"So many people worked on this project with me including Mark Lutz, Aimee Soto and Nick Kale - and then everyone from the City of Redondo Beach from the Mayor Bill Brand to channel hero John York. I could not let any of them down - I had to keep swimming despite the pain. This was my one chance to set a world record - this was just one day of my life and I had to make it worthwhile. I have done other 24-hour swims in addition to a 33-hour swim in Lake Cane in Orlando, but this was really hard.”

By daybreak, Matsuzaki was in her final stretch and into a groove. By 6:00 am just before the sun rose, more and more fans had gathered in Seaside Lagoon and were cheering her on. People were taking photos and videos and posting it online - and Matsuzaki was taking it all in. "I was so looking forward to the final countdown."

Over the last 20 minutes, hundreds of spectators had surrounded the pool and then final countdown began. When it was finished, Matsuzaki took photos with and showed everyone the wrinkled skin on her hands.

It was a dream come true.

Copyright © 2014 - 2019 by KAATSU Global

Thursday, September 26, 2019

Past, Present and Future of KAATSU

The Moment of Discovery

In the fall of 1966, Yoshiaki Sato was 18 years old. He was attending a Buddhist memorial service and listening to the monk chanting sutras when, not unexpectedly, his legs went numb while sitting on the floor in the traditional Japanese position (“seiza” or 正座). With a straight back while kneeing on the tatami mat floor, he started to massage his calves in order to relieve the pain as his legs were bent underneath him.

While the discomfort continued during the long ceremony, he had a revelation.

Sato realized that his blood circulation was blocked in his calves as the weight of his body was directly upon his ankles. He reasoned that his legs must have gone to sleep as a result of the reduced blood flow to the periphery of his legs. Because his calves had the “pumped up” feeling after he experienced while bodybuilding, this was the initial KAATSU moment of inspiration where the original idea of blood flow moderation training began.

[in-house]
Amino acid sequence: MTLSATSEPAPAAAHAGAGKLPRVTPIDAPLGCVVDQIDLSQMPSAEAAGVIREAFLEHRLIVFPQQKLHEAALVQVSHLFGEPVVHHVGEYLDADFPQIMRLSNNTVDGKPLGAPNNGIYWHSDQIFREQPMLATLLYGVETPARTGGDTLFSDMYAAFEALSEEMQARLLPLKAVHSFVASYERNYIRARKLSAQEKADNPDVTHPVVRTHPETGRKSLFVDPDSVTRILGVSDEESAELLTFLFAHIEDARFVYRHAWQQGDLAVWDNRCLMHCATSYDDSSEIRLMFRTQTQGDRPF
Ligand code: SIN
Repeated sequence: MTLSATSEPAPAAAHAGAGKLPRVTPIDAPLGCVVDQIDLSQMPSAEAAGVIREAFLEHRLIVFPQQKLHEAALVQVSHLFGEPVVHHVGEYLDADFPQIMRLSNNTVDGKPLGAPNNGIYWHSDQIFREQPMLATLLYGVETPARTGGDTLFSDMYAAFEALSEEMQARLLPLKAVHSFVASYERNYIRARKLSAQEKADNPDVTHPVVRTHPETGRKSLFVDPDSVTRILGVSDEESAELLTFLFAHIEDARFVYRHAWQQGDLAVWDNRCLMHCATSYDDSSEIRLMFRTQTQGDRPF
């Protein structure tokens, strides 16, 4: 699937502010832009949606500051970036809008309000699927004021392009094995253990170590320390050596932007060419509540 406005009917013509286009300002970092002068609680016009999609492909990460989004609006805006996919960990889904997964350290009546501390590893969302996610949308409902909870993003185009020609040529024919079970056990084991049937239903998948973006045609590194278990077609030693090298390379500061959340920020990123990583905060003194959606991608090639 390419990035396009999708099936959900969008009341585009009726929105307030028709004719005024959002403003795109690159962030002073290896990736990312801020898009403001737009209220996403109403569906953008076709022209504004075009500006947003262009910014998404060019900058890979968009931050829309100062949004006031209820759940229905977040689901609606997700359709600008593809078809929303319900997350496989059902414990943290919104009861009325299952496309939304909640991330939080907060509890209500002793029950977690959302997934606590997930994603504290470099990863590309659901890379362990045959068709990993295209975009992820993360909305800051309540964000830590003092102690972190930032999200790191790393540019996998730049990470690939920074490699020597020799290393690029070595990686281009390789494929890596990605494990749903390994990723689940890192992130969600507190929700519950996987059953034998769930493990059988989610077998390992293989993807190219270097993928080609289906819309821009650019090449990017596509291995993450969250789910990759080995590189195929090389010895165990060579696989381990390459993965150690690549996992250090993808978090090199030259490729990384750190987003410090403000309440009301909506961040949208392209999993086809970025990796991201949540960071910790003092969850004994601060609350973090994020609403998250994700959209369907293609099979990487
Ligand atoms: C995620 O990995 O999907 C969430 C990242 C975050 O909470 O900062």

The swelling and hardness in his calves led to Sato asking himself the key question that began KAATSU.

I wonder if purposefully constricting blood flow could artificially replicate the physiological conditions of hard training. If this were true, could benefits be realized by only lifting no loads or only light loads instead of heavy weights?

The answer would be answered in the positive.

Years of Quiet Experimentation

Over the next seven years between 1966 and 1973 in the quiet of his own house, the young man from Tokyo diligently experimented on himself by applying different bicycle tubes, ropes and bands at different pressures on different parts of his body. He methodically kept track of what type of bands and pressures worked and what experiments did not.

As a monk in his local Buddhist temple, he began to see results that could not be explained given the physiological knowledge of the day. But the resulting effects of KAATSU were clear, although the medical explanations did not come for another decade.

After detailed and documented trial and error, Sato gradually developed effective protocols to safely restrict blood flow and enable muscle growth. His self-research on his own body led him to determine what length and width of bands are ideal and the optimal degree and locations to apply KAATSU pressure in various activities.

Moment of Proof

By 1973 on his own body, Sato gradually developed the details and fine-tuned the protocols of KAATSU as it continues to be practiced. At the age of 25 he went on a ski trip when he badly fractured his ankle and torn the ligaments around his knee. The injuries were diagnosed and his own father, a local doctor, told Sato that it would take six months to heal.

With a plaster cast on his leg, Sato rehabilitated himself with his KAATSU bands applied to his upper leg. Because he could not withstand the discomfort of keeping the bands on for the usual duration, he released the bands and repeatedly tightened the bands while doing isometric exercises for 30 seconds on and a few seconds off three times per day.

The results of his regimen – now known as the KAATSU Cycle – surprised him to a certain extent, but really shocked his doctors because not only did his muscles not atrophy, but he fully recovered within six weeks.

Years of Confirmation

Word spread locally of Sato’s unheard of recovery. Demand for his new approach built rapidly around Tokyo, so Sato opened the Sato Sports Plaza in Fuchu where the KAATSU Japan headquarters still exists.

Sato conducted KAATSU on local people of all ages and abilities over the next decade. Injured patients, healthy athletes, older people and younger adults flocked to his office. While applying KAATSU to thousands of clients, Sato learned what worked best for people with various kinds of afflictions and injuries and from all walks of life between 1973 and 1982.

Mind – Body – Spirit Connection

Sato observed that KAATSU enabled the human body to improve and heal itself most effectively and most efficiently than any other therapy or modality.